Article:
With its fine harbours, Oahu gradually became the political, economic, military, educational and cultural centre, and by 1850 the Hawaiian royal court had moved permanently to Honolulu. The bustling city of Honolulu proves that Oahu is more than just sand and surf- it’s the cosmopolitan hub of the island chain.

Not to be missed: Hanauma Bay, Waimea Bay, Waimea Falls, Pearl Harbour and the Polynesian Cultural Centre.


Kauai is the oldest and fourth largest of the Hawaiian Islands. It was built by a massive volcano of which Mount Wai’ale’ale, at 5,148 feet, is the eastern rim.

The island has 90 miles of coastline (and more miles of beach per coastline than any other Hawaiian island) and is remarkable for its spectacular and widely varied landscape. It’s all here – from the desert-like Waimea Canyon, ‘The Grand Canyon of the Pacific,’ to the velvety green Napali Coast, with its cliffs rising to 2,700 feet.

To maintain Kauai’s quiet and small atmosphere, it is forbidden to build properties on the island that are more than four stories high – which is roughly the same height as a palm tree!

Not to be missed: Waimea Canyon State Park, Koke’e State Park, the National Tropical Botanical Gardens, the Napali Coast State Park, Po’ipO Beach and Hanapepe Town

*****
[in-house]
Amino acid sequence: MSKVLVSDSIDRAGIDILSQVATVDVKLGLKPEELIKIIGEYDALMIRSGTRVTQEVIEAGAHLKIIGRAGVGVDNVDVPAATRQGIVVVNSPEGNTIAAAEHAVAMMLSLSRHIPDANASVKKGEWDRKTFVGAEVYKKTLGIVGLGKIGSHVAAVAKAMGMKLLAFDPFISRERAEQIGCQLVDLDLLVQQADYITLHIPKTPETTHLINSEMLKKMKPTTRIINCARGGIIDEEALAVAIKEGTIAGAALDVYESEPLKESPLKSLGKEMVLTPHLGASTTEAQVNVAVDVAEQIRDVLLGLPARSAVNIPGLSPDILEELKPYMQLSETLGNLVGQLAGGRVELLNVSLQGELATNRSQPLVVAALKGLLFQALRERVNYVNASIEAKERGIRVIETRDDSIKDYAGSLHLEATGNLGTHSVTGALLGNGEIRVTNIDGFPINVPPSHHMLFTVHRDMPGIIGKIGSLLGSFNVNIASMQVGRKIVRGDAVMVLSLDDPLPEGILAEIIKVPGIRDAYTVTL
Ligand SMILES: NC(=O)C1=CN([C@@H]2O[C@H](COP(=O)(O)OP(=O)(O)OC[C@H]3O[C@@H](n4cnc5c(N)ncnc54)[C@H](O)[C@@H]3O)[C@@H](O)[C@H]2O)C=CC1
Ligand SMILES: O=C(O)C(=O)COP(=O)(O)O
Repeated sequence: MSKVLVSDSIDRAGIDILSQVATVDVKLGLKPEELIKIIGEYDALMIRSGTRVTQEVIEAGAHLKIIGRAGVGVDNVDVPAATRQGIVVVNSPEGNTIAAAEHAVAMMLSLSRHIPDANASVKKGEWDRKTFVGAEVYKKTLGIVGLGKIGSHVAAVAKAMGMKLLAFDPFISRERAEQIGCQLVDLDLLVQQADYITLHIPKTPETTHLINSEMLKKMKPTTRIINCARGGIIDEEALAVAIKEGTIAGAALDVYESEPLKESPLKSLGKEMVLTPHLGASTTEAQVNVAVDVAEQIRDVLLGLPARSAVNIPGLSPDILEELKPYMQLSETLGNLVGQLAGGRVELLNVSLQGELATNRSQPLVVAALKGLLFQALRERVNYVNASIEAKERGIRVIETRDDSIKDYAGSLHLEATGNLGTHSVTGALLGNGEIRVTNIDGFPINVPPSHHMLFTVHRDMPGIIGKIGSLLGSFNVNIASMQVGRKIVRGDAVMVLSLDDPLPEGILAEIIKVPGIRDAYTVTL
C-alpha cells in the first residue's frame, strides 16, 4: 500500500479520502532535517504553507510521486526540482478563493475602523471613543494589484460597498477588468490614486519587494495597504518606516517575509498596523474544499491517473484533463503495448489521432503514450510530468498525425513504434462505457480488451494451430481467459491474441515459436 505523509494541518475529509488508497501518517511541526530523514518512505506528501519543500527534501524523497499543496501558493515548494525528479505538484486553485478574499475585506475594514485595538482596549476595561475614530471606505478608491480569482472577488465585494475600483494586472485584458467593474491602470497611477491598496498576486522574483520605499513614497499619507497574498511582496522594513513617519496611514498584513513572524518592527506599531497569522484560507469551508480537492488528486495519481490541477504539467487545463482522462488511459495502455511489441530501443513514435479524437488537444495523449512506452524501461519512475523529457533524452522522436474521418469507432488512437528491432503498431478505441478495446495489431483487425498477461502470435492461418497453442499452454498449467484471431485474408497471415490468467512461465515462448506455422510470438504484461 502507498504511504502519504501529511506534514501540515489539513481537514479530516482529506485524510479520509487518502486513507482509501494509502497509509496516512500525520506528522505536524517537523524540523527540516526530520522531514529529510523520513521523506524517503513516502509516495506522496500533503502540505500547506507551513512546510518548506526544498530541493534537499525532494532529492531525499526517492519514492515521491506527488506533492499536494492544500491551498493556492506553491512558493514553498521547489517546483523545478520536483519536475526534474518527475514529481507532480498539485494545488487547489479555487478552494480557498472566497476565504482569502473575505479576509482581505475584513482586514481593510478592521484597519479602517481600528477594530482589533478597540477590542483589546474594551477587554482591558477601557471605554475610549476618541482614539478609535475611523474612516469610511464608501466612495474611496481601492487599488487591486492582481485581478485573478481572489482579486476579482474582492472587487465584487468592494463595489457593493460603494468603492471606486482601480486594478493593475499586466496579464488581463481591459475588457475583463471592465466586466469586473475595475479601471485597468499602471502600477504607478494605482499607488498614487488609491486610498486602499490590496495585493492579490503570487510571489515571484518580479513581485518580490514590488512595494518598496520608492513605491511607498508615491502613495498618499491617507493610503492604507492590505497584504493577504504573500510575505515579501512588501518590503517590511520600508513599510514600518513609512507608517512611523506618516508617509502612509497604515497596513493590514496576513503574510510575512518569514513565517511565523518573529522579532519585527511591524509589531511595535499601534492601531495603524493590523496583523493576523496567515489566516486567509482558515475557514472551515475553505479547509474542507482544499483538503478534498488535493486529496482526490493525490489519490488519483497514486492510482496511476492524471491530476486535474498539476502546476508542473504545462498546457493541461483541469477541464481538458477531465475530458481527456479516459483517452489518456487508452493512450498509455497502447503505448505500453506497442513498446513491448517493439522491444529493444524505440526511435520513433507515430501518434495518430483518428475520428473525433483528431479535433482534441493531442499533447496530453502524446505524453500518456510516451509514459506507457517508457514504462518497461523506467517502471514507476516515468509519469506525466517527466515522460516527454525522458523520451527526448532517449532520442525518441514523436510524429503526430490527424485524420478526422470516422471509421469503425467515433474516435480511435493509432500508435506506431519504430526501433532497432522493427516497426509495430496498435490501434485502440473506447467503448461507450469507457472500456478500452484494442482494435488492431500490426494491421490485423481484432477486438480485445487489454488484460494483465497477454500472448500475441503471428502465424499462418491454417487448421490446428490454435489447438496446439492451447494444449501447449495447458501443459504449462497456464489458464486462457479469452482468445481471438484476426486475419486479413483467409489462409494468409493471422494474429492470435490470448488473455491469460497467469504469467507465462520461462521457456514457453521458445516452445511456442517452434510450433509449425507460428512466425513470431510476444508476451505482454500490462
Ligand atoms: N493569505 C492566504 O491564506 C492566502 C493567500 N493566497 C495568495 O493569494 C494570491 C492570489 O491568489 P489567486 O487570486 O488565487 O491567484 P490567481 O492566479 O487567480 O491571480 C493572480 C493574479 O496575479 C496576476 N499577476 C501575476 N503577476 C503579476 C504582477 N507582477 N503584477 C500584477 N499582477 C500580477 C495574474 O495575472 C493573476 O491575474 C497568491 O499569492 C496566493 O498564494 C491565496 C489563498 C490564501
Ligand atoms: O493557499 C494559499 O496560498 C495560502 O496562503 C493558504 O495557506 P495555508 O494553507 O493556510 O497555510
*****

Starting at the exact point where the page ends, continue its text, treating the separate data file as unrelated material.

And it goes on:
Hawaii (The Big Island)

Hawaii’s Big Island is the youngest and largest of the Hawaiian Islands – and it will continue to grow as long as lava continues to pour out of Kilauea, the world’s most active volcano.

If it’s red-hot lava you are looking for, The Big Island is the place to be – Klauea has been erupting since 1983, casting its orange glow on the island and spewing hissing lava into the sea.

Of all the islands, Hawaii’s Big Island is the most ecologically diverse, with natural environments ranging from the desert plains of Ka’u to the snow-capped peak of Mauna Kea.

There are said to be 13 climatic regions on earth and the Big Island has all but two – the Artie and the Saharan.

Not to be missed: The Hawaii Volcanoes National Park, Akaka Falls, the Volcano Art Centre, the Pu’uhonua O Hiinaunau National Historical Park, and Mauna Kea, which at 28,000 feet above the ocean floor, is the best place on Earth for stargazing.

Beautiful sea and tropical beach